GETTING IT REIT: Real estate investment trusts (REITs) are intended to attract liquidity into the real estate market through tax incentives. The legal and regulatory framework was ratified by Congress in 2009, but the law has not been well received by developers or tax experts. To receive the tax incentives developers must list their firms on the Philippine Stock Exchange, offering 67% of shares to the public and retaining only 33%. Developers complain that such public exposure is too risky and major companies have dropped planned REITs. SM Prime Holdings, the country’s biggest mall developer, pulled a planned REIT, which would have raised $500m, due to the minimum public ownership rule. Other property giants, including Ayala Land and Megaworld, earlier expressed interest in setting up REITs, but have stipulated they want the public ownership requirement to be brought down to no higher than 33%.
Tax experts are also not convinced by the law, arguing developers can benefit from tax incentives and still effectively own the business by selling public stock to friends or cronies. They also argue the vehicle will reduce government tax revenue from real estate by at least P10bn ($227m) annually. Despite a long gestation period, it appears REITs will require consultation and further amendments before actually stimulating public investment in the real estate sector.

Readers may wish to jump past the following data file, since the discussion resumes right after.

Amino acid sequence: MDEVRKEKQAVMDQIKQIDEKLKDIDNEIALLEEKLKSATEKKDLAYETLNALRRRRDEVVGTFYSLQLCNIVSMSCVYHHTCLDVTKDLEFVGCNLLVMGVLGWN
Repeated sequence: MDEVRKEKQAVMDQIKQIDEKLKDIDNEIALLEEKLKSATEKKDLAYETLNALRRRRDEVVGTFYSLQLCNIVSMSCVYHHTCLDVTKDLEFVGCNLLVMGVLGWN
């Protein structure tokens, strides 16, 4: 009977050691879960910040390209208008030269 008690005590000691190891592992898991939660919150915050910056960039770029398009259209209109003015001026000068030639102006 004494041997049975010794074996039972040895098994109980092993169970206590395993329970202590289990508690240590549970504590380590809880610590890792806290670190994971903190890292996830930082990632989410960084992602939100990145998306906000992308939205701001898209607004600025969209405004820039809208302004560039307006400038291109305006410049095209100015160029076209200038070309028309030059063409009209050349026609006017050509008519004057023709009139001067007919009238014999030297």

FINANCING: Banks in the Philippines tend to gravitate towards low-risk sectors and the historical stability within real estate means it makes up an increasing proportion of institutional investment portfolios. Overall credit available to the real estate sector is also growing, fuelled by rising land and property prices and careful control of new supply into the market.
Overall credit rose by 19.8% between June 2010 and June 2011, from P291bn ($6.6bn) to 347bn ($7.8bn), according to the Bangko Sentral ng Pilipinas, the country’s central bank. Credit has risen y-o-y at roughly the same rate of 18.8% since June 2008. While the residential segment has maintained a consistent 30% of total real estate credit, and expanded from P75bn ($1.7bn) to P104bn ($2.4bn), over the same period the proportion allocated for social and low-cost housing dropped from 11.9% of the total credit allocated in 2008 to 8.3% in 2011. Investment has been greater in higher-value properties and banks are extending credit to middle-income earners. Loans for property other than low-cost units rose by 53% from $1.1bn to $1.7bn in the two years to mid-2011, reflecting rising wages and more advanced credit rating systems easing access to the market.
Loans to developers rose by 43% and for residential units they increased from P50bn ($1.1bn) in 2008 to P71.5bn ($1.6bn) in 2011. Over the same period loans for office buildings and condominiums dropped from P18bn ($408.6m) to P15bn ($340.5m), showing both a slowdown in demand but also that developers are increasingly able to self-finance such projects.
OUTLOOK: With rising values and strong demand drivers real estate looks set to remain the primary investment target for Filipinos for the foreseeable future. Prices should level off as supply increases for both residential properties and office space. Retail looks to be well provided for and any additional space may result in oversupply, especially if consumption falls, but real estate remains an exciting destination for investors.